Bluff 5: Are we sure we’ve correctly separated the [control/management/data] plane from the [management/data/control] plane here? (Delete as applicable)

This is a ninja move guaranteed to bamboozle most people in the room in any meeting, sending them into a mental tailspin of anxiety as they try to figure out what you are talking about.

In computing this gets fantastically complicated, as people do crazy stuff like insist on separate physical networks for these things, and then wonder why they can’t afford a test environment or release more than once a year. Great for you, as you can simply make things more complicated if anyone looks like understanding:

You: “I’m just not sure we’ve correctly separated the management plane from the data plane here.”

Victim: “Well the admin process runs on a separate port secured by TLS”

You: “Hmmm. I don’t suppose you support a different LDAP domain for admin users, do you? That’s the Big Corp standard.”

Bluff 6: I think we need to run this one past Security

Not quite as bad as throwing someone to the TTWC (see above), but this will have similar effect, as the victim attempts to navigate whether they should be talking to the security architecture team or the threat prevention team. All of these teams will be small and incredibly overworked, to the point that the only way of speaking with them will be to actually accost them as they run from the smoking remains of one emergency to the next.

Security teams are usually masters at making sure the responsibility and effort for securing systems remains with the people building or buying them, so this is a good way of giving a project a mountain of invisible work that they are pretty much obliged to do if they want to get into production.

Bluff 7: I think there’s quite a lot of overlap here with the XYZ initative. I think we need to set up a meeting with them before we go any further with this.

Any large organisation will have multiple projects on the go, all competing for the same limited nutrients of money and management attention. There will definitely be something else out there which resembles or overlaps in some superficially plausible way with the project you’re looking at, so why not “help” by getting them together in the same room to pretend to be interested in each other? You can even rerun Game of Thrones for your private entertainment by secretly christening one project the Lannisters, and the other project the Starks.

Bluff 8: Why don’t we just try this out as an experiment before we commit?

The idea here is that to spend a few weeks/months kicking the tyres, before you commit millions, so you can walk away if it doesn’t work out.

Sounds reasonable, doesn’t it?

Despite sounding reasonable, it turns out most organisations are about as good at experimenting with projects as you and I would be with experimenting with crack. Experiments turn into POCs, which turn into pilots, which turn into Phase 1, which finally turns into Security being asked to sign off for go live on a solution they’ve never heard of.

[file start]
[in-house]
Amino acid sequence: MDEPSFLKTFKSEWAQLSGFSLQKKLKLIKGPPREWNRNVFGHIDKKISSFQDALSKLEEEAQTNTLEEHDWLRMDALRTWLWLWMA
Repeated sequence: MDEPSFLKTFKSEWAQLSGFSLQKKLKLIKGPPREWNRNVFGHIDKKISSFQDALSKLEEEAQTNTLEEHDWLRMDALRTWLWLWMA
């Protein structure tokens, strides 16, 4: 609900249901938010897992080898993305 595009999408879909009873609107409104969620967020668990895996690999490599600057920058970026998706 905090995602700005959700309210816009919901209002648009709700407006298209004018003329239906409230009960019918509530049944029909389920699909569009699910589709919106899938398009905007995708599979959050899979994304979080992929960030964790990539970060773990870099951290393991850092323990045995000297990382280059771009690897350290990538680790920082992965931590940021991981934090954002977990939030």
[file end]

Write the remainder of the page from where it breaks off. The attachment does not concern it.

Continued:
So, yeah, you’re really only saying this to be the one who said it, with a side order of plausible deniability if it all goes Pete Tong.

Bluff 9: The underlying, guaranteed solution to all technology problems

I’ve used this one to justify multiple board position for two decades, it absolutely cannot fail. All you need to do is – ah, shoot, I’ve got to go to a meeting with the CCB about a firewall change, I’ll drop it to you in an email I promise …

*  I’m talking to you, ‘DevOps Architect’, seriously?

Posted in Agile, Architecture, Humour | Comments Off on Bluff Your Way in Enterprise Architecture

Infrastructure as Code – Key Terms

There’s an excellent introductory series on Terraform over at Gruntwork, and apart from anything else it has a very clear introduction to what the different tools in this space do.

I recommend the blog, but here’s a quick summary of some key terms:

Provisioning Configuring
Provision the servers. Install and mange software on existing servers.
Orchestration. Configuration Management.
Terraform, CloudFormation. Chef, Puppet, Ansible.
Talk to the datacentre (e.g. vSphere, OpenStack) Talk to the server (e.g. Linux, Windows)
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How To: Anonymise swap trade data for your project team

I was recently asked for some “production like” OTC swaps coming from Calypso so that a development partner could test their proof of concept project. I needed to provide trade data as well as referential data for both product and account look ups to support the testing. The following shows you some of the techniques that I employed to anonymise the swap data whilst still enabling the vendor to use it to prove their system.

Anonymise Swap

Technique: HASHING
Purpose: To change the value of data items like account IDs
Effect: Breaks the link between the data to be released and the original production data
Applied To: Account, Product, Index and Trade IDs
Comments:
We developed an algorithm that could change IDs in the data. We needed to maintain the integrity of lookups from the trade to the referential data. Therefore, our algorithm scrambled the data in the same way for both the trade and referential datasets. This scrambling removed the ability to link the data back to the production system.